On the following clip, where Zeller's hard luck continued, suffering a right corneal abrasion that knocked him out for part of the game, he also gets called for a foul despite doing a pretty good job of coming over and swatting the shot attempt. It's an arguable call, but Zeller is going to cleanly get this block more often than not.

Olynyk has been a tale of two cities thus far this season. In Boston, he has been aggressive and dynamic offensively, but on the road, KO has been a technical knockout in terms of decisiveness; Olynyk is averaging 19.5 points and 4.4 fouls per 36 minutes at home, but 12.3 points and 8.5 fouls per 36 minutes on the road. He's not scoring at the same rate, and he's unable to stay on the floor due to his fouling.

Though his defensive awareness has improved substantially, Olynyk must still improve leaps and bounds; physically, his lateral quickness still needs a lot of work, and mentally, he must continue to learn how to help and rotate. But this is to expected from a second-year player with limited experience in this role.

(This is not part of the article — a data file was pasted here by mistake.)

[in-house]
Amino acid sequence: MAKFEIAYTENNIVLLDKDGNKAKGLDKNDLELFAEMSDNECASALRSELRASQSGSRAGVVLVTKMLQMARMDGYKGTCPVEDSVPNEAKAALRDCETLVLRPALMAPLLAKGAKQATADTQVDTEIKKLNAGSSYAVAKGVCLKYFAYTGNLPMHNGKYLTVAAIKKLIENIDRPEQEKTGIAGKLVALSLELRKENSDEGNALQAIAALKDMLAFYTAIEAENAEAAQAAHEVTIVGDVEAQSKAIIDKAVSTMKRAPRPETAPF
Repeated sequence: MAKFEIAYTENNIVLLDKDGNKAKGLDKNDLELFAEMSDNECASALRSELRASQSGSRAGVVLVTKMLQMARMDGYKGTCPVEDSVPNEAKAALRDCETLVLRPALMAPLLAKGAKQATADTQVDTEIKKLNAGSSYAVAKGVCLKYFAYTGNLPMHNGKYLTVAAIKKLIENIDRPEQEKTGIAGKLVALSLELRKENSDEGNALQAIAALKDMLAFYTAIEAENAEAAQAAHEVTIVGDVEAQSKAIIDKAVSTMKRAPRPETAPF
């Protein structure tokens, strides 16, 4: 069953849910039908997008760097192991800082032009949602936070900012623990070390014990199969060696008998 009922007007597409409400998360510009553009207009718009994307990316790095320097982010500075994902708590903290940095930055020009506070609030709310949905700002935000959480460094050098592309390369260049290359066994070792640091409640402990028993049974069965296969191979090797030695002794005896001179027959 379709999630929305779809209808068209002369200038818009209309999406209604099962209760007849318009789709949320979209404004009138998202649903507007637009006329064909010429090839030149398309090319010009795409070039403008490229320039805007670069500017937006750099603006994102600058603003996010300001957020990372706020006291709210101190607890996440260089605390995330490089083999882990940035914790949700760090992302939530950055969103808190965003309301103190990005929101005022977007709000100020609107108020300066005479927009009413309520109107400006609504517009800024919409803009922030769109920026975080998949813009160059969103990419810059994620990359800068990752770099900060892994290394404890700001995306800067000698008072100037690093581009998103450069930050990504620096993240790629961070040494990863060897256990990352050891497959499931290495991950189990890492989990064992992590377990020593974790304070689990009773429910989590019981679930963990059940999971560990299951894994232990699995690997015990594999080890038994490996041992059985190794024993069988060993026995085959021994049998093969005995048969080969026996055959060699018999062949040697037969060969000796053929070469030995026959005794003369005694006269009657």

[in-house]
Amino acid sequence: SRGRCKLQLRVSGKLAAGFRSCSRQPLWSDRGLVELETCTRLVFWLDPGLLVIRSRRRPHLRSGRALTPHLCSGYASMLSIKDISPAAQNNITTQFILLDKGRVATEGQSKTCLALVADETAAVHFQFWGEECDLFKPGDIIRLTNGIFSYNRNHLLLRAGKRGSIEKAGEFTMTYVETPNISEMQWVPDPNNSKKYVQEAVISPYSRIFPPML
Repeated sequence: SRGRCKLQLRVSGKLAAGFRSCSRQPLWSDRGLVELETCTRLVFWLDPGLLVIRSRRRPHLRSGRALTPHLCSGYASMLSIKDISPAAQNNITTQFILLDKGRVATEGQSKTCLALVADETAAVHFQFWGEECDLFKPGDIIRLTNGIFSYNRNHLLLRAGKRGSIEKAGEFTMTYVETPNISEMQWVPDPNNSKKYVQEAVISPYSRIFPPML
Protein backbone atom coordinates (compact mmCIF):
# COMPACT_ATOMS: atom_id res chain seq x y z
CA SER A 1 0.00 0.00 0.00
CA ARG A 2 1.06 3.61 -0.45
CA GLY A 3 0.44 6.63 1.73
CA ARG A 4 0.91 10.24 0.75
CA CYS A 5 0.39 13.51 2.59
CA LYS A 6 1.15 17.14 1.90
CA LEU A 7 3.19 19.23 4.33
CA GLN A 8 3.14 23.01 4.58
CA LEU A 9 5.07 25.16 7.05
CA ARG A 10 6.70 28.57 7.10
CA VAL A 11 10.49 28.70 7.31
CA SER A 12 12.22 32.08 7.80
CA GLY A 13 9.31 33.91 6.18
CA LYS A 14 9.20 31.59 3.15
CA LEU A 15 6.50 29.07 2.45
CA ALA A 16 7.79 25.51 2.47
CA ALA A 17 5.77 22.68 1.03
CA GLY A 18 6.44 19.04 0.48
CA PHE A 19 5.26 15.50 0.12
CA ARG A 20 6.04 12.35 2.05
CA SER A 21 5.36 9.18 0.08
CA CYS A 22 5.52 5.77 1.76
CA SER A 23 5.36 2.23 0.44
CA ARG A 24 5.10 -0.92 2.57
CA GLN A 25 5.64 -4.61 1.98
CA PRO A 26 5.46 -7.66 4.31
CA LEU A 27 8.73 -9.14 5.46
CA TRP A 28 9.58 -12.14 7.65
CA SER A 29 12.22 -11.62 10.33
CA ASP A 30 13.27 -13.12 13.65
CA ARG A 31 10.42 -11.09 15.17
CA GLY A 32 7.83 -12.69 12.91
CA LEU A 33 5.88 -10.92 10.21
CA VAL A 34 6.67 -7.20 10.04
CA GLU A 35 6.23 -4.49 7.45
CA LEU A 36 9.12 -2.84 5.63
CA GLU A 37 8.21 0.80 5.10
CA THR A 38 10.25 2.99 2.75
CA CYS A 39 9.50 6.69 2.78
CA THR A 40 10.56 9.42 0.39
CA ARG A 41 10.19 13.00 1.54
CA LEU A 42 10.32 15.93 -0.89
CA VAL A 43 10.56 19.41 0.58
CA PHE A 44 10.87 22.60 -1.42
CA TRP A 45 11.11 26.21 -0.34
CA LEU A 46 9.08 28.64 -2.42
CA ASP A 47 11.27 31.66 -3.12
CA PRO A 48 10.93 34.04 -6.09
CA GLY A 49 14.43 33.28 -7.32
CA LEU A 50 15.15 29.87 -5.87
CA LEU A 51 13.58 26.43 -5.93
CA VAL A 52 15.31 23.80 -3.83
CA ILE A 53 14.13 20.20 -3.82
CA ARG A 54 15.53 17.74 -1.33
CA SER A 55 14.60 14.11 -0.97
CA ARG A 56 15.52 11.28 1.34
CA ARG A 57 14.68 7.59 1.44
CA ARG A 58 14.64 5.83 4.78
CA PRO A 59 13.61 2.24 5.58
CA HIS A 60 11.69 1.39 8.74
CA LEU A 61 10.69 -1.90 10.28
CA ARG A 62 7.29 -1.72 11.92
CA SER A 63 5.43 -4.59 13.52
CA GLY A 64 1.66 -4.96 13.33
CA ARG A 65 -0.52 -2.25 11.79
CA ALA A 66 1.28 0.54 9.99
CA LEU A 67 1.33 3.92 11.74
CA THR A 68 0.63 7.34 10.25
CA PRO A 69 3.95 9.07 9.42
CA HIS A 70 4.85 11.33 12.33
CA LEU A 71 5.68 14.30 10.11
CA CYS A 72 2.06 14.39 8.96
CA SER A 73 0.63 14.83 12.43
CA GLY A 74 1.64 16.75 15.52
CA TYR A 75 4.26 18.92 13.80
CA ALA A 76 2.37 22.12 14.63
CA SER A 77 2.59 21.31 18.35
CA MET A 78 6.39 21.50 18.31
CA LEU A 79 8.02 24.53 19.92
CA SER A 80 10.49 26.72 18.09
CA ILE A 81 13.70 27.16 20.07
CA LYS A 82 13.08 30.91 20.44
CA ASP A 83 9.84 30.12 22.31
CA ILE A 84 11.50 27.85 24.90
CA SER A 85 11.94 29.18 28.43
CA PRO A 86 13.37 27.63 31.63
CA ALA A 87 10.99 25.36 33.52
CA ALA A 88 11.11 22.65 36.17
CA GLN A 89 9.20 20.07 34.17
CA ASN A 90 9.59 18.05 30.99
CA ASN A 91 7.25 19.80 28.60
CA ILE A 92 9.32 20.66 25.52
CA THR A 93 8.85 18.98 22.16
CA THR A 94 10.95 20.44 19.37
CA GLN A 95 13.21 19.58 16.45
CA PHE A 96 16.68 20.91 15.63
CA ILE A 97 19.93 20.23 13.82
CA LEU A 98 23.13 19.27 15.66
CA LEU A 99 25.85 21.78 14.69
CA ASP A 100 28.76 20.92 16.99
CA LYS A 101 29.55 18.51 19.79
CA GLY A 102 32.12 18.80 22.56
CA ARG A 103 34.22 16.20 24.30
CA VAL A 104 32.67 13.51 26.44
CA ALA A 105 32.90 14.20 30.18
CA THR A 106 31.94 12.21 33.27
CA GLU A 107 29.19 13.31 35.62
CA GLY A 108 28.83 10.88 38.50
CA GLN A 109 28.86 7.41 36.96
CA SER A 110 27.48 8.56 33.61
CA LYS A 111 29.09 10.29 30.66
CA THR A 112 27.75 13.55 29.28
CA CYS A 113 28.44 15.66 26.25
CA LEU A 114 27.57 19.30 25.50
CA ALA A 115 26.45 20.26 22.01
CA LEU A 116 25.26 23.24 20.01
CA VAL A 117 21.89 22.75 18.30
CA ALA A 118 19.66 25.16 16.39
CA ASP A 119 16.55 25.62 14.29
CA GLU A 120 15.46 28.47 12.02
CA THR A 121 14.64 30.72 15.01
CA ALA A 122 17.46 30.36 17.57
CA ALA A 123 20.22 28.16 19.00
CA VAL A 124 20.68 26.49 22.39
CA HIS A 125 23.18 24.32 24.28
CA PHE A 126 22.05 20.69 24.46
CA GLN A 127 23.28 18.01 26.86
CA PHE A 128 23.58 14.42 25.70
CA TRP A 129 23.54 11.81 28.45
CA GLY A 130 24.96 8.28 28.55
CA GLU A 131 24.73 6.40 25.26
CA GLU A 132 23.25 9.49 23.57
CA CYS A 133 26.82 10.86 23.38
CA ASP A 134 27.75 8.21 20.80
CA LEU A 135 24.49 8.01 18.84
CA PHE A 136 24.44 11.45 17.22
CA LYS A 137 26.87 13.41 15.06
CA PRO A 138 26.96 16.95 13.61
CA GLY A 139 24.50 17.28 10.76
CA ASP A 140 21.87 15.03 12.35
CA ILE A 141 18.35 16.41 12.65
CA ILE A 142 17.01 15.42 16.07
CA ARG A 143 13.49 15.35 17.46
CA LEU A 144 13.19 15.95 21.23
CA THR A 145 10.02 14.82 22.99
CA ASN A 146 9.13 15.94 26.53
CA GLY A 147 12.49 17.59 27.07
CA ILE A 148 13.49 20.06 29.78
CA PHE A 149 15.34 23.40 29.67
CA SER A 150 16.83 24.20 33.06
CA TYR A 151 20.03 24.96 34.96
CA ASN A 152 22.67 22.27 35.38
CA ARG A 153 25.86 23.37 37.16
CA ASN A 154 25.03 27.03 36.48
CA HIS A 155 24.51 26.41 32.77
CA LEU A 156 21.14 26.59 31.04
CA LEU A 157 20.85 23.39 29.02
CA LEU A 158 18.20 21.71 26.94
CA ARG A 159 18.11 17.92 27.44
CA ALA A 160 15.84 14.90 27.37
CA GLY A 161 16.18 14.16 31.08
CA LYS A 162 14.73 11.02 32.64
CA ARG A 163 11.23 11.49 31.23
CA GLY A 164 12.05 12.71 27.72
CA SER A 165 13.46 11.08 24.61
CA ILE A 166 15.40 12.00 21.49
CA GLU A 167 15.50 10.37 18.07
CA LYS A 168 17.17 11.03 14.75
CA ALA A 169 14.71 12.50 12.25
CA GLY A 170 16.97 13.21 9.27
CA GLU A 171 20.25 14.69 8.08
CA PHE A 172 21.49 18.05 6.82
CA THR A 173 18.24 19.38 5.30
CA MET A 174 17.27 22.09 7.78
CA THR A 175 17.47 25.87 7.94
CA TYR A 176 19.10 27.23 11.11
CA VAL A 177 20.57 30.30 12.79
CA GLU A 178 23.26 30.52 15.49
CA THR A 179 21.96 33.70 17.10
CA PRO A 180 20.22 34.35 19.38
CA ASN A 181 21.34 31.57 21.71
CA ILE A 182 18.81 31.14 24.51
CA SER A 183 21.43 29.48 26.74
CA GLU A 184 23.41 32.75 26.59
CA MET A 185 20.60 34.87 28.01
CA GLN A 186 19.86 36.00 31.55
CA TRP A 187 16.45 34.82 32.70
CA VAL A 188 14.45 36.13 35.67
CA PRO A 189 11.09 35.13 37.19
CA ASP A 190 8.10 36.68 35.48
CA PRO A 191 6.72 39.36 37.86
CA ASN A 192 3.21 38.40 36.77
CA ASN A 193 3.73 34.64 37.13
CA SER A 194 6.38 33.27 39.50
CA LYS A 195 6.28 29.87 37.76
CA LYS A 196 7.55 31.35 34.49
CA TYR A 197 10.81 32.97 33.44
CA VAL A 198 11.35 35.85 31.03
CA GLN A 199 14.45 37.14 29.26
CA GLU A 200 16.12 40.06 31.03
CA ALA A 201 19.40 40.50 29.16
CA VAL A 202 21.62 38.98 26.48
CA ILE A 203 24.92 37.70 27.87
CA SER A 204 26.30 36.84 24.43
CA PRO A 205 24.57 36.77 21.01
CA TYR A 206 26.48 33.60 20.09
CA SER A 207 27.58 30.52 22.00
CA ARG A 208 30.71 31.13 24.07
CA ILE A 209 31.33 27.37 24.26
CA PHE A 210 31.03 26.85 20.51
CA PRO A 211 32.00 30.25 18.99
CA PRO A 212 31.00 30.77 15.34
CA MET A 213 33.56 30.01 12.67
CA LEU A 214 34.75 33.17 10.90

However, having the sheer size of both seven-footers on the court together could provide some match up advantages going forward. Zeller's ability to play the initial penetration effectively, contest rebounds and second chance opportunities could allow Olynyk to use his agility to move freely in the paint and clean up the loose change.

Experience matters as Boston misses chances

The Pacers are notorious for succeeding in dirty, grind-it-out defensive-oriented games, and while they didn't beat the Celtics, they did control the pace, which is the number of possession per 48 minutes.

Boston entered the night with one of the league's fastest paces, and Indiana with one of the slowest. This contest had a pace score of 93.88, which would rank 25th in the NBA, much to the delight of the Pacers.

But the statistic "pace" doesn't exactly explain the main issue. As deteriorating as Indiana's roster is at the moment, they are well seasoned at playing a consistent brand of basketball. They understand the value of possessions and that was never more evident than down the stretch where the Pacers consistently found their go-to options and tightened up defensively.